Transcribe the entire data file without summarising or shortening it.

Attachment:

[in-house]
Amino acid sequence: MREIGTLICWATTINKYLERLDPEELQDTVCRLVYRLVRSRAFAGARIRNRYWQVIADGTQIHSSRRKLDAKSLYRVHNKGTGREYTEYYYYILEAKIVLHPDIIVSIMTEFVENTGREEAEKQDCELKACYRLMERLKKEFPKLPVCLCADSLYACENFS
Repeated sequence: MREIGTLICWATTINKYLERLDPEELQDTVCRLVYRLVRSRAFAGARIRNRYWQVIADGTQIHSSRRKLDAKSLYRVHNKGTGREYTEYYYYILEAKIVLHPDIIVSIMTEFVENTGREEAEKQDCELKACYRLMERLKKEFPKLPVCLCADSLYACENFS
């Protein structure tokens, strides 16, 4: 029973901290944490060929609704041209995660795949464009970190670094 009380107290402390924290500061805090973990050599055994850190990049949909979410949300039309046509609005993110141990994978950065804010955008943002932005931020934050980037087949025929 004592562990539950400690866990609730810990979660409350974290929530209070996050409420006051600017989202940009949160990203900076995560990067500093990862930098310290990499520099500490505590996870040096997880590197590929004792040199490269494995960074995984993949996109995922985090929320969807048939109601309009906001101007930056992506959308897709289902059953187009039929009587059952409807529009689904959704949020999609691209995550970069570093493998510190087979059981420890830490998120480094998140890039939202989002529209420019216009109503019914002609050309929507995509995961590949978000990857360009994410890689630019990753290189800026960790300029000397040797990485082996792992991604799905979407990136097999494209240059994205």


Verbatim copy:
[in-house]
Amino acid sequence: MREIGTLICWATTINKYLERLDPEELQDTVCRLVYRLVRSRAFAGARIRNRYWQVIADGTQIHSSRRKLDAKSLYRVHNKGTGREYTEYYYYILEAKIVLHPDIIVSIMTEFVENTGREEAEKQDCELKACYRLMERLKKEFPKLPVCLCADSLYACENFS
Repeated sequence: MREIGTLICWATTINKYLERLDPEELQDTVCRLVYRLVRSRAFAGARIRNRYWQVIADGTQIHSSRRKLDAKSLYRVHNKGTGREYTEYYYYILEAKIVLHPDIIVSIMTEFVENTGREEAEKQDCELKACYRLMERLKKEFPKLPVCLCADSLYACENFS
């Protein structure tokens, strides 16, 4: 029973901290944490060929609704041209995660795949464009970190670094 009380107290402390924290500061805090973990050599055994850190990049949909979410949300039309046509609005993110141990994978950065804010955008943002932005931020934050980037087949025929 004592562990539950400690866990609730810990979660409350974290929530209070996050409420006051600017989202940009949160990203900076995560990067500093990862930098310290990499520099500490505590996870040096997880590197590929004792040199490269494995960074995984993949996109995922985090929320969807048939109601309009906001101007930056992506959308897709289902059953187009039929009587059952409807529009689904959704949020999609691209995550970069570093493998510190087979059981420890830490998120480094998140890039939202989002529209420019216009109503019914002609050309929507995509995961590949978000990857360009994410890689630019990753290189800026960790300029000397040797990485082996792992991604799905979407990136097999494209240059994205």